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A salt caravan across the Sahara Desert

Medieval African economy: A salt caravan across the Sahara Desert

West African caravan trade

The African economy had always involved international trade. But trade became even more important in the Middle Ages. Starting around 1000 AD, West African traders also sold gold. Traders with camels carried the gold across the Sahara from West Africa to North Africa. North African traders sold horses and salt from Saharan salt mines to West Africa. They bought West African people.

Medieval Islamic Economy
Early African economy
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These traders enslaved their prisoners (mainly women) and forced them to walk across the Sahara Desert to North Africa. From there traders shipped the gold to Europe and to West Asia. Most of the women stayed in North Africa. They became enslaved servants for rich people there. But by the 1300s West Africa was beginning to sell manufactured goods like locally made cotton cloth as well as raw materials like gold.

A West African man on a horse (Djenne, ca. 1300 AD)

A West African man on a horse (Djenne, ca. 1300 AD)

East African trade with India and Iran

From Central Africa, starting about the same time, traders sailed gold and furs and ivory down the rivers to the East African coast. They mined iron ore and smelted it. Because good hardwood trees grew in Central Africa, people living along the Congo River were able to smelt iron ore at high temperatures. They got high quality iron and sold it to steel-makers in India.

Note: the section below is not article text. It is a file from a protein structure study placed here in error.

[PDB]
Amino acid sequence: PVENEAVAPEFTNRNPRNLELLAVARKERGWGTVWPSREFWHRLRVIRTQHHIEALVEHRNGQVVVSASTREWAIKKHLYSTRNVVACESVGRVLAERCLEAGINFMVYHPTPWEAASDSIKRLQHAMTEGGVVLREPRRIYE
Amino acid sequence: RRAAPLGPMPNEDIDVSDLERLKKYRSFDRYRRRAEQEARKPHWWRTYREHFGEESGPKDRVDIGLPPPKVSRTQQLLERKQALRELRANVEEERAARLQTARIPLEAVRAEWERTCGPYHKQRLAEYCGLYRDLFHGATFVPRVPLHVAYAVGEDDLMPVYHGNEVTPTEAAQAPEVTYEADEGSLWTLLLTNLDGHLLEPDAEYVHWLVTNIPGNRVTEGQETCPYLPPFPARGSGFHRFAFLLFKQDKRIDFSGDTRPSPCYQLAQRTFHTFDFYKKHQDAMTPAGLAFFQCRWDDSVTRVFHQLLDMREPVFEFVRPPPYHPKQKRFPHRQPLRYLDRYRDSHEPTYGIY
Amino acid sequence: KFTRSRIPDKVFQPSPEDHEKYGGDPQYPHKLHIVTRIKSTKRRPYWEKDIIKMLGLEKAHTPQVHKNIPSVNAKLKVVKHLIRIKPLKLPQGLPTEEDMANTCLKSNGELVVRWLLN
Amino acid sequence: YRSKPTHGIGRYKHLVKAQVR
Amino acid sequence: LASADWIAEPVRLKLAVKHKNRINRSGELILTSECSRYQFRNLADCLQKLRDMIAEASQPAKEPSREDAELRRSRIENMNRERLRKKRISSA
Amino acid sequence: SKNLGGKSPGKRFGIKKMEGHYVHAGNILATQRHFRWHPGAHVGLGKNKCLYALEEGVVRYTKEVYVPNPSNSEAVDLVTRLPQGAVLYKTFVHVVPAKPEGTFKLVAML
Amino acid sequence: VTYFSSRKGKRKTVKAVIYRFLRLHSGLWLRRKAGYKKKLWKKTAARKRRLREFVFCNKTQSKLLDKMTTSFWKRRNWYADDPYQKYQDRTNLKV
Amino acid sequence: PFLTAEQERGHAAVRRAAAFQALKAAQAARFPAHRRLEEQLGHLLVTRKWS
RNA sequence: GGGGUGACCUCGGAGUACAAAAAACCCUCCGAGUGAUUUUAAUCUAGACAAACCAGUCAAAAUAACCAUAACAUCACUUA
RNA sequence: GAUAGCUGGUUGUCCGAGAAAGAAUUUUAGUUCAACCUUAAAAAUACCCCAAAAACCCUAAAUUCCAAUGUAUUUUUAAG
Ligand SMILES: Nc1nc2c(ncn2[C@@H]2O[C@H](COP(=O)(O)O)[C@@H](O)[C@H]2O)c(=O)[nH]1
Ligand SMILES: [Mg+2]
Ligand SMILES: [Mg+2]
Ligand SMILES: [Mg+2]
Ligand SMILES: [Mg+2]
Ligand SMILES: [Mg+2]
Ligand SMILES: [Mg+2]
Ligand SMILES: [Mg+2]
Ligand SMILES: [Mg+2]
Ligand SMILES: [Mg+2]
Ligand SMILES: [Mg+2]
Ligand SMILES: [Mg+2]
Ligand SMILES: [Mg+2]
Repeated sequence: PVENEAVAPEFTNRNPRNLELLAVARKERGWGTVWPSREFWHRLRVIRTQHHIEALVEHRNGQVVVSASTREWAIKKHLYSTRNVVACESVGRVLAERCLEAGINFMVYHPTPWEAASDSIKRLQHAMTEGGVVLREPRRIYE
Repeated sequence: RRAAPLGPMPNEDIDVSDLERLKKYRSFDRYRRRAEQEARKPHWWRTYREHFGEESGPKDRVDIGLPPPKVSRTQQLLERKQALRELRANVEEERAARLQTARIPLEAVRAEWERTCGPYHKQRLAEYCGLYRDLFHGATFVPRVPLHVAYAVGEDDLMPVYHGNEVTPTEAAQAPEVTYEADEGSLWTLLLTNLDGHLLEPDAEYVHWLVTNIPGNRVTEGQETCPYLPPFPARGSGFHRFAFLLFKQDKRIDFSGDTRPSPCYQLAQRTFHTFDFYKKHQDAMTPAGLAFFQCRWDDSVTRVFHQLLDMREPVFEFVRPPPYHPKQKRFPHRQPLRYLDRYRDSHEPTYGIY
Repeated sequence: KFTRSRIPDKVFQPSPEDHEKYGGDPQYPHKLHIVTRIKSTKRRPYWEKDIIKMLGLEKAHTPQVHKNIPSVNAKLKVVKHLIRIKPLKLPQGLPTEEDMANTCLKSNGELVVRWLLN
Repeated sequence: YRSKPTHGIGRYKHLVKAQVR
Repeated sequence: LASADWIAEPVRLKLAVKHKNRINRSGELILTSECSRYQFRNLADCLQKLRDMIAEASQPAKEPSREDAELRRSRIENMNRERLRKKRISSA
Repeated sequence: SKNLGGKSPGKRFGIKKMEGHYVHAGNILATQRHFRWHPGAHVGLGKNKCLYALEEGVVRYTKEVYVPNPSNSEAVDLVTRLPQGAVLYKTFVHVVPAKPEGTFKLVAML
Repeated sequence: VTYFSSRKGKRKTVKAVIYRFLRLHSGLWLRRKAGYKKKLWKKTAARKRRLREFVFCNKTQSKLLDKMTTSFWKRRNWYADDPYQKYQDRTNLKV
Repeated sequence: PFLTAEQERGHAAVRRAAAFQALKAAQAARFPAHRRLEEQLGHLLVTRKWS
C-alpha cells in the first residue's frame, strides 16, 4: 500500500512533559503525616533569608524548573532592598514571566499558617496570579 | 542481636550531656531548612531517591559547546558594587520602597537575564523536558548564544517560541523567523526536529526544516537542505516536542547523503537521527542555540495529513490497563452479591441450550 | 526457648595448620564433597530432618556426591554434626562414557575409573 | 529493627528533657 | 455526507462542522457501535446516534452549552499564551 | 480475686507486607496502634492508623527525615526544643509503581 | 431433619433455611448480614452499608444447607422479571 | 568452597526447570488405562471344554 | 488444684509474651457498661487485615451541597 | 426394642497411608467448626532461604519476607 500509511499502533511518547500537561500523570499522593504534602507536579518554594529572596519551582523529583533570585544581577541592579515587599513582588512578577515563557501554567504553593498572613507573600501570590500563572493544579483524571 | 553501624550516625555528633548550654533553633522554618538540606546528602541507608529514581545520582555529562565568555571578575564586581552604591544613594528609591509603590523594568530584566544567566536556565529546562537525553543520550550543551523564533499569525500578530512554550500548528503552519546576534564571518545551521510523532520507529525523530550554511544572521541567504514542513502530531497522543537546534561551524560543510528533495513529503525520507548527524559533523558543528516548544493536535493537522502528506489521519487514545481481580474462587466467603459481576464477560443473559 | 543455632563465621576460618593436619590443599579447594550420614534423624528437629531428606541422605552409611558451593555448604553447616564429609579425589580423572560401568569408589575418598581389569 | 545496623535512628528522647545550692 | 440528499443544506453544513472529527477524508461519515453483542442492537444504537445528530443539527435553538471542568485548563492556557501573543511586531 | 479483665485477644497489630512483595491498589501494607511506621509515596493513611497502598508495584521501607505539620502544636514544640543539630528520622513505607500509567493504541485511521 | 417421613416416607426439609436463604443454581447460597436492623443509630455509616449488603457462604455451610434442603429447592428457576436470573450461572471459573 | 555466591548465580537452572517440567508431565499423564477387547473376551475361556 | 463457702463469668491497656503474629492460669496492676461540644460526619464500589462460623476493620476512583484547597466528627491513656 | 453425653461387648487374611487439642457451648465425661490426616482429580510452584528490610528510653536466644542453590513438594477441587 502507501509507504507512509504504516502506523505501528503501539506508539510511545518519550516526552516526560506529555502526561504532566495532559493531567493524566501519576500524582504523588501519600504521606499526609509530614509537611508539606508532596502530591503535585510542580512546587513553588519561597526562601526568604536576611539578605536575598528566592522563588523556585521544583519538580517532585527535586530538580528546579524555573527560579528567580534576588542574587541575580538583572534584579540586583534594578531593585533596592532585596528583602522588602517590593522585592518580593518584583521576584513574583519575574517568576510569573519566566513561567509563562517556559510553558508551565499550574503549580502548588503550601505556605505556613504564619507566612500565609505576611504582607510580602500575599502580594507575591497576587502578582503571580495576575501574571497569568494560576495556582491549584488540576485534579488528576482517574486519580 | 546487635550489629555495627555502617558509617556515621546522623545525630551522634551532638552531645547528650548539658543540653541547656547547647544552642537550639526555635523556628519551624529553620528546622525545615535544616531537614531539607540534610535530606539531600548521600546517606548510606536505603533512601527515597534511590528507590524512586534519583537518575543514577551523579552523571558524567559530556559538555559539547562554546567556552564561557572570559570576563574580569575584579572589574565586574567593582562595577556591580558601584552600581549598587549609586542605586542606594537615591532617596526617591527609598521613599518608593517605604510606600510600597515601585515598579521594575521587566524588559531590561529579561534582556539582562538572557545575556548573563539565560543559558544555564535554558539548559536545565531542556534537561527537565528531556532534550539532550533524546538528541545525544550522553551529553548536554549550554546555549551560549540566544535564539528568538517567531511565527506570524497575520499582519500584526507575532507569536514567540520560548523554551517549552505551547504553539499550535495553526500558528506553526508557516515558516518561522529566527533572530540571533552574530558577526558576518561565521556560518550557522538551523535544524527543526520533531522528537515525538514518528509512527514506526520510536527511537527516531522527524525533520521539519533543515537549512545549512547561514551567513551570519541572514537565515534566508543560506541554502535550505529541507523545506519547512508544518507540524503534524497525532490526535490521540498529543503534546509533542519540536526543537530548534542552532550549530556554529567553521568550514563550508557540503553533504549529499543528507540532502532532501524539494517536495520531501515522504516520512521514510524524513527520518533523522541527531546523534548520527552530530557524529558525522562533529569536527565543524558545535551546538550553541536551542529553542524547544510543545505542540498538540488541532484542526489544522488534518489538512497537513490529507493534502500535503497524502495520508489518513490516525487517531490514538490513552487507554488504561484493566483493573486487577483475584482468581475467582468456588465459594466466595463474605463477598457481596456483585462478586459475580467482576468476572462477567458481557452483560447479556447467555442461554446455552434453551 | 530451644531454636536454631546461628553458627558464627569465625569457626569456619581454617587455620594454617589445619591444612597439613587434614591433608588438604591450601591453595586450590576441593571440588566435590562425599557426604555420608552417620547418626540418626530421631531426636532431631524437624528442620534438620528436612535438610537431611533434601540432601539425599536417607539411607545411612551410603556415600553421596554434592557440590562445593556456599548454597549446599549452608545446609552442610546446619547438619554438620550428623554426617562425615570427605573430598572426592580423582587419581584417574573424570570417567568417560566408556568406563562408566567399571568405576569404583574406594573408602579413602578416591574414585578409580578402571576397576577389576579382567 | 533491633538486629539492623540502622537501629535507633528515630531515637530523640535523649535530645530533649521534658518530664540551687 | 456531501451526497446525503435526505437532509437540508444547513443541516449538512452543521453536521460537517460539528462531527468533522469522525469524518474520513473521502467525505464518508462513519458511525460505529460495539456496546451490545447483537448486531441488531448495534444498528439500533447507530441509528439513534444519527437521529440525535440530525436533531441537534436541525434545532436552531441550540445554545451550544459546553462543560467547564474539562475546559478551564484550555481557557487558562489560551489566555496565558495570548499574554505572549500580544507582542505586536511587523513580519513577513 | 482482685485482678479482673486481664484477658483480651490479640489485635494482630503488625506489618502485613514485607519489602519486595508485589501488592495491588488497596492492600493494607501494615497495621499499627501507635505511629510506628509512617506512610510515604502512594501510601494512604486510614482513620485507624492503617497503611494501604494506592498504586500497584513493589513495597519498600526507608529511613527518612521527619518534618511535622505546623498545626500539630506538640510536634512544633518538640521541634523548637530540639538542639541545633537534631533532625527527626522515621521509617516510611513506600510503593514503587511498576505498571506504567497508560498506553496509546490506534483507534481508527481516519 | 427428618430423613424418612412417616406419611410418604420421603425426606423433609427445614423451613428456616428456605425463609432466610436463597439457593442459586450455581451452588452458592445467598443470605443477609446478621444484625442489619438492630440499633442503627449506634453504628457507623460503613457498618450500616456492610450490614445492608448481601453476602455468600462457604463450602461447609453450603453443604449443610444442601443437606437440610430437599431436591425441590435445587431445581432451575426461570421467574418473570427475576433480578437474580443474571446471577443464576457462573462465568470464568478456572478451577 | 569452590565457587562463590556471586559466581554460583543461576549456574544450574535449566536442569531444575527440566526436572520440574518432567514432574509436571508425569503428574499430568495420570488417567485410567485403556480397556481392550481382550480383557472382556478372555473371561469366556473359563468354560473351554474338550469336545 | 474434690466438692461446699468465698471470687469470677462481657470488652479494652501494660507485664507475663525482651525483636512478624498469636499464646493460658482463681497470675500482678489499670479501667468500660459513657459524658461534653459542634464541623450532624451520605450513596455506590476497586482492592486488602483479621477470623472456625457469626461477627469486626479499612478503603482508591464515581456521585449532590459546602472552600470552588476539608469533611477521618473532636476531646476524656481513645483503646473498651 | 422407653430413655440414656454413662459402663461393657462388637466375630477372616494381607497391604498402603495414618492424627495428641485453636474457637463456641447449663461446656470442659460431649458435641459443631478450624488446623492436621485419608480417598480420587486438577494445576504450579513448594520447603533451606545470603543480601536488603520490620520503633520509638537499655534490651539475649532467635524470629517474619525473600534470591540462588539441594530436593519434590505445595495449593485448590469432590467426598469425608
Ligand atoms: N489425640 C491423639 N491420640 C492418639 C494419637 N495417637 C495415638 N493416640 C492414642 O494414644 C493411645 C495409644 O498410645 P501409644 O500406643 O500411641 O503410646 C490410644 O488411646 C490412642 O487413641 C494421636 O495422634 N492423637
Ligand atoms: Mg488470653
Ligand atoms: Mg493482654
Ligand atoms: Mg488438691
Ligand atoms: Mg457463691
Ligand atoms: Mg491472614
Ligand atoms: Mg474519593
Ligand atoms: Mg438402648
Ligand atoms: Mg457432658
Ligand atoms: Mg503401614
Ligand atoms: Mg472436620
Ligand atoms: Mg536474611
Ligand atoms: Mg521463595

History of steel

So along the coast, East Africans sold the iron and other things to West Asian and Indian traders in exchange for glass beads and fancy silk and cotton cloth. By the 1400s AD, East African traders were also beginning to sell coffee to Sufi people in Yemen, in the Arabian Peninsula, and as far east as India.

African sailing ships left Mombasa and Malindi for the Persian Gulf and India, selling ivory, slaves, coffee and gold, and buying cotton cloth, cowrie shells, and glass beads. Within Central Africa, people were probably trading dried fish, copper, and other things from region to region, and using small copper crosses, cowrie shells, copper bracelets, and Indian glass beads as money.

Copper crosses used as money in Congo

Copper crosses used as money in Congo

North African manufacturing and trade

Islamic North Africa traded across the Mediterranean Sea to Europe, and to West Asia, and from there all along the Silk Road to China. In Egypt, big factories produced linen cloth, paper, and glass to sell. Egypt imported natron, a kind of salt, from Lake Chad to use in glass-making. Knitting, invented about 400 AD, was exciting and new, along with embroidered linen and wool.

History of knitting
Where is paper from?
Glass and glass-blowing

Black and white photo of knitted sock with complicated variety of patterns

Egyptian knitted sock (ca. 1000 AD)

Farming and fishing

But, just the same as in Europe and Asia, the most important parts of the ancient African economy were farming and fishing and hunting and gathering and taking care of animals. There weren’t really very many traders, or salt miners, or gold miners. Most people in West Africa and East Africa and Kush and Meroe and Central Africa were farmers.

In South Africa, a lot of people were shepherds and cattle herders, and in the Kalahari Desert, where the environment was not right for farming, the San remained hunters and gatherers, like the forest people deep in the Central African rain forest.

Learn by Doing – African Economy
More about the trade in cotton cloth
More about the later slave trade

Bibliography and further reading about the medieval African economy:

More about the trade in cotton cloth home